When called on to babysit, I’ve found it helpful, indeed necessary, to have a good supply of felt tips, paper and crayons. The crayons in particular evoke a certain nostalgia. Maybe it’s the pleasing feel of them, the spectrum of colours, or their distinctive, familiar smell.
Here are some things I didn’t know about them.
In the last 98 years, more than 100 billion Crayola crayons have been made.
The average child in the United States will wear down 730 crayons by his 10th birthday. Kids, ages 2-8, spend an average of 28 minutes each day colouring. Combined, children in the US spend 6.3 billion hours colouring annually.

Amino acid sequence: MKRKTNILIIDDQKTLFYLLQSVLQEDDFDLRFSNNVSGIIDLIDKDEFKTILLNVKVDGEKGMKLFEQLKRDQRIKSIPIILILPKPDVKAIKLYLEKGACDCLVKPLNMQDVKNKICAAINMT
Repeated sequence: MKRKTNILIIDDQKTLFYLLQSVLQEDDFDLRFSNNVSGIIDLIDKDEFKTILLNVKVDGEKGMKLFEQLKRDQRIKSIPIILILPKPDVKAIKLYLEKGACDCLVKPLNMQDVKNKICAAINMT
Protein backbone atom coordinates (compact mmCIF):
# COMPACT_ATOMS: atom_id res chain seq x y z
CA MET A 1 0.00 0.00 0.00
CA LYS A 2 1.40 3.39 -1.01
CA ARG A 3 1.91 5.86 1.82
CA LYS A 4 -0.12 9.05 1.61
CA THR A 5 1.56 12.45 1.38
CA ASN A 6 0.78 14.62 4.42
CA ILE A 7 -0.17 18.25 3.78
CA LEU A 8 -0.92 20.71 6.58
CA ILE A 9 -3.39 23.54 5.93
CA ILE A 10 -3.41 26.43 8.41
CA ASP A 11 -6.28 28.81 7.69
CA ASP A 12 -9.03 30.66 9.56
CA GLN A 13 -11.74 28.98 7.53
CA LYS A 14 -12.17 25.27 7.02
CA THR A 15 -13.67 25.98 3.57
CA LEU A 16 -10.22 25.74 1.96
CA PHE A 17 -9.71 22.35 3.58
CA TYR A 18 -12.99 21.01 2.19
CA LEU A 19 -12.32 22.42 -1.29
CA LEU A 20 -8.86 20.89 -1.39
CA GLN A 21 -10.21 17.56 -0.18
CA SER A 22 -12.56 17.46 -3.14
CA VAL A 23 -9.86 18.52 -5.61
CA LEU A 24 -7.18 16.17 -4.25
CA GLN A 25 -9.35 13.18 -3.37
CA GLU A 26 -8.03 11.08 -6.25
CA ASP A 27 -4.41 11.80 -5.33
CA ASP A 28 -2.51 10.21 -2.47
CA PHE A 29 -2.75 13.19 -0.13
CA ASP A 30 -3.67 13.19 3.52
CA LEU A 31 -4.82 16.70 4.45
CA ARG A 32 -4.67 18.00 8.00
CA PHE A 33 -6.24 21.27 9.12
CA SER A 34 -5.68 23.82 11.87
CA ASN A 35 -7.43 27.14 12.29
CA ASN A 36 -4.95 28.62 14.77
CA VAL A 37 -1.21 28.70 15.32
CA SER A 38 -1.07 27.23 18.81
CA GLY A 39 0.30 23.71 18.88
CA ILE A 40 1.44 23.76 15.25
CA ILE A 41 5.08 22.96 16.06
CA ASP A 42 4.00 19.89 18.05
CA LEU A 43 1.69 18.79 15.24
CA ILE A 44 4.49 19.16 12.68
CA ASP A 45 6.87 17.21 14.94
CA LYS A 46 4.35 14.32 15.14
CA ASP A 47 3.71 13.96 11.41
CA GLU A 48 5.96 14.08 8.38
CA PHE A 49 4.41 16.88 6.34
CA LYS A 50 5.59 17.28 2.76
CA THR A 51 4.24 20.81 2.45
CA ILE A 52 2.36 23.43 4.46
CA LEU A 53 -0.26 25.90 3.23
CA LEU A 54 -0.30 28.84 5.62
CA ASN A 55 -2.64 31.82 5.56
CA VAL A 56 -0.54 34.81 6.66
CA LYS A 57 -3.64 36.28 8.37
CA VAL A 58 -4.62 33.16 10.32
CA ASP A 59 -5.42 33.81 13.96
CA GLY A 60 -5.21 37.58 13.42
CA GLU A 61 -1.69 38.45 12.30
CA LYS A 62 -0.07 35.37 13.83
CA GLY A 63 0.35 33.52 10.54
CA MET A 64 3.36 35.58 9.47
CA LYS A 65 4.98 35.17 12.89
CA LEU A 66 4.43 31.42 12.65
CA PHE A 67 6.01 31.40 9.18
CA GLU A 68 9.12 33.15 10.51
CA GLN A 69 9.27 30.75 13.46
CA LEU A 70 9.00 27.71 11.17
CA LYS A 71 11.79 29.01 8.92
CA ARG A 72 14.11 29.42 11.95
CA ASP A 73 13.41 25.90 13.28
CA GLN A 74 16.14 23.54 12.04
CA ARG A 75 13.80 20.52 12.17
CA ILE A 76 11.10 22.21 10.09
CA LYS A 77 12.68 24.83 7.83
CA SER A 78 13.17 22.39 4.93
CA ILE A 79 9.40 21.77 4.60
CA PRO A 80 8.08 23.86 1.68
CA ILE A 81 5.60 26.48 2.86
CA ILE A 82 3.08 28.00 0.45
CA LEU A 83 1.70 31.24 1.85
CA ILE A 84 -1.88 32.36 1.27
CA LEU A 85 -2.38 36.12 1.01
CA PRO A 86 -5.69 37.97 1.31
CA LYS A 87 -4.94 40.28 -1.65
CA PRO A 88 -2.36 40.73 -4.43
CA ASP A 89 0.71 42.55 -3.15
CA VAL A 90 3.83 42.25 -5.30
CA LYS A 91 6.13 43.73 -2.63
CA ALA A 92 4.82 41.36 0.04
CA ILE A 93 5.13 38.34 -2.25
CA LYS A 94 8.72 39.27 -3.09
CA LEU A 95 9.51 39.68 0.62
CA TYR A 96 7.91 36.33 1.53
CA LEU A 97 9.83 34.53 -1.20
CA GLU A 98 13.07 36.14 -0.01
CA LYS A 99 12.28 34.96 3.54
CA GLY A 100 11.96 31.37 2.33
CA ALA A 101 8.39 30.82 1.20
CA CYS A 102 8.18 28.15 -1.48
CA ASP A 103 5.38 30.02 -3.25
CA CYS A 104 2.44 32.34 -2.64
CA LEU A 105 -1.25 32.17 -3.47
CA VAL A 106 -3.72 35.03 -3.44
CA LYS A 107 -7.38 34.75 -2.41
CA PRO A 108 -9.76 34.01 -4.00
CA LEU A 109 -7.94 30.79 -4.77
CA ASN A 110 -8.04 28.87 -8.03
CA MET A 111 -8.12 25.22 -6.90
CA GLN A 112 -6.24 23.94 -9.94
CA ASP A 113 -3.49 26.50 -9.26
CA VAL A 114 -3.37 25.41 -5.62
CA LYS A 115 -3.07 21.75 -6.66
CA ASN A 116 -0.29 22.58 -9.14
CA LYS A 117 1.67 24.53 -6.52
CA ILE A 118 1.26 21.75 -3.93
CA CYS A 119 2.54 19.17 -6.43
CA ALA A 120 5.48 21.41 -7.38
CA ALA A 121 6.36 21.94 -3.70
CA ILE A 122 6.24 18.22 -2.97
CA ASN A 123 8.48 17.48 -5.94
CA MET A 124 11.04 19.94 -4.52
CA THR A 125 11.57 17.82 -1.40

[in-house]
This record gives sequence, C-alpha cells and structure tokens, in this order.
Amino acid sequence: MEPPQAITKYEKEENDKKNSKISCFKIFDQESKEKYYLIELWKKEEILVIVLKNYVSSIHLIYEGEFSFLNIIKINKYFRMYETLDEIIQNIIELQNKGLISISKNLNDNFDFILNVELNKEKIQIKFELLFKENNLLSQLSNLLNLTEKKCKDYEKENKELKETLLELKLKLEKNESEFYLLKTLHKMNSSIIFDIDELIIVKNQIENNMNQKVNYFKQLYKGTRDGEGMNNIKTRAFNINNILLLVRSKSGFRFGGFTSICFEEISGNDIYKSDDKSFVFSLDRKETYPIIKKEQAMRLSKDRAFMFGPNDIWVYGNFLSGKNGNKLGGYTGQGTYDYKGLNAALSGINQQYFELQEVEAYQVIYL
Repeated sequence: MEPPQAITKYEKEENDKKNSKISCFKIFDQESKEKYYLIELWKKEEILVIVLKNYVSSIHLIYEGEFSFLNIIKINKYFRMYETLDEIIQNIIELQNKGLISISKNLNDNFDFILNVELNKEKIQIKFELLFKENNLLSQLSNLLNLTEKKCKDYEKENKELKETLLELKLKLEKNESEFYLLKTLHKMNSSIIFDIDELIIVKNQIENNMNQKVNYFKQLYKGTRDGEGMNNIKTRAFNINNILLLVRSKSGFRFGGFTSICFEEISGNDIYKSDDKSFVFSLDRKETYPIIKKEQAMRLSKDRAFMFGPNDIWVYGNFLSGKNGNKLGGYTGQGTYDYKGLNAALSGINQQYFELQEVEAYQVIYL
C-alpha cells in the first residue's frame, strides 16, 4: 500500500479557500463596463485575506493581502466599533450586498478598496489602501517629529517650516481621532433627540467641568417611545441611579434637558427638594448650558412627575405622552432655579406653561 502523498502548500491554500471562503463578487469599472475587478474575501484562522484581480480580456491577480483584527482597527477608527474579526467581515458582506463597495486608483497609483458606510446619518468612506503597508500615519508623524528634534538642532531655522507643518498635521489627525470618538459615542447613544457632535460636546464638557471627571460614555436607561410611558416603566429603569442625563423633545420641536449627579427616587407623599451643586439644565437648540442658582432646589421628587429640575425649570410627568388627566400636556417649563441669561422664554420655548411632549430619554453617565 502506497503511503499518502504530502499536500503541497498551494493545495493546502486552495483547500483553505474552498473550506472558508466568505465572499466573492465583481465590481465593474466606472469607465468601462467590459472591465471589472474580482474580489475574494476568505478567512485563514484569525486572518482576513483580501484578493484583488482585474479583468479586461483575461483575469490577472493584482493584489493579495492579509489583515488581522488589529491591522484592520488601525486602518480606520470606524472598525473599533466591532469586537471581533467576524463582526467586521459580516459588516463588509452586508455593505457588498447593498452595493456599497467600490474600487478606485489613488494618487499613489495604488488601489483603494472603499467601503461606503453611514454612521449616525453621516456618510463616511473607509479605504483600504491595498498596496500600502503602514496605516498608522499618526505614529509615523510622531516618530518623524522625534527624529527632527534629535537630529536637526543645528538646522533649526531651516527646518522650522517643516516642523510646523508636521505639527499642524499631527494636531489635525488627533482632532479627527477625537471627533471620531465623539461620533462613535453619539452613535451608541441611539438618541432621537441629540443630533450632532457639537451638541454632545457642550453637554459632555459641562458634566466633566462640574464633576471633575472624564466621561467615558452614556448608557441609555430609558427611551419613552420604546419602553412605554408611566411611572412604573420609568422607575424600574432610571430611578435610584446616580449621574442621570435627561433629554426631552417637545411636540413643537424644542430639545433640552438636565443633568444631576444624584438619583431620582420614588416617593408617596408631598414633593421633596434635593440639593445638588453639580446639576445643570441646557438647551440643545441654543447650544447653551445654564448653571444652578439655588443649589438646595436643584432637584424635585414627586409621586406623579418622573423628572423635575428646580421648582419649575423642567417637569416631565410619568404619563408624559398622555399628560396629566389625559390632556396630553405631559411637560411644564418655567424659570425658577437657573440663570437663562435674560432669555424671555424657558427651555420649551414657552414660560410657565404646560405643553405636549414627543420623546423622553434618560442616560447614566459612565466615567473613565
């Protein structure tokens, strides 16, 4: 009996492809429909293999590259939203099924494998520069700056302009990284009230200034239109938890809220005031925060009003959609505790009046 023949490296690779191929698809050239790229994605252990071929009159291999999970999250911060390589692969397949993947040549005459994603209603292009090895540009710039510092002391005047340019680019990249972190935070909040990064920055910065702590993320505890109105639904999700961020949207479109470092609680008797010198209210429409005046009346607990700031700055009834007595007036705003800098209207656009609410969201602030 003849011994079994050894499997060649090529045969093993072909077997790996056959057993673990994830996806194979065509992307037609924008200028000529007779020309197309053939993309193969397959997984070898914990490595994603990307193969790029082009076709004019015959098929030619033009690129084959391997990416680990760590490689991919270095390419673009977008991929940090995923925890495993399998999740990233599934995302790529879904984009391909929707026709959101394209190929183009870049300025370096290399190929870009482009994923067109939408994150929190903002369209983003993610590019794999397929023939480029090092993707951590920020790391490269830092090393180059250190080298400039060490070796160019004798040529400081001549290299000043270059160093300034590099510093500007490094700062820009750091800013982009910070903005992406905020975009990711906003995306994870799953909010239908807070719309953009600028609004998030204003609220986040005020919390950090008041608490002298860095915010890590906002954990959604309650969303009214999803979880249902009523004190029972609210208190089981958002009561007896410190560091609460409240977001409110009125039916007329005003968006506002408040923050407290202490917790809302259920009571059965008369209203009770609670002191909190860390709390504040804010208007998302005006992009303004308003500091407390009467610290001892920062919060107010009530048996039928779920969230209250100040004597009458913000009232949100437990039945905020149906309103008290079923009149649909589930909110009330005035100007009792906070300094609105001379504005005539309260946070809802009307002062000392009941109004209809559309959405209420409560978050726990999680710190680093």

According to a Yale University study, the scent of Crayola crayons is among the 20 most recognisable to American adults. Coffee and peanut butter are 1 and 2.
An illustrated index of Crayola colours, in alphabetical and historical orders, can be found here. There is, of course, a Virtual Museum of Crayon Collecting, with a section devoted to Crayola products and a helpful essay on how to display your collection of crayon boxes. Some, like Pete Goldlust, prefer to carve their crayons.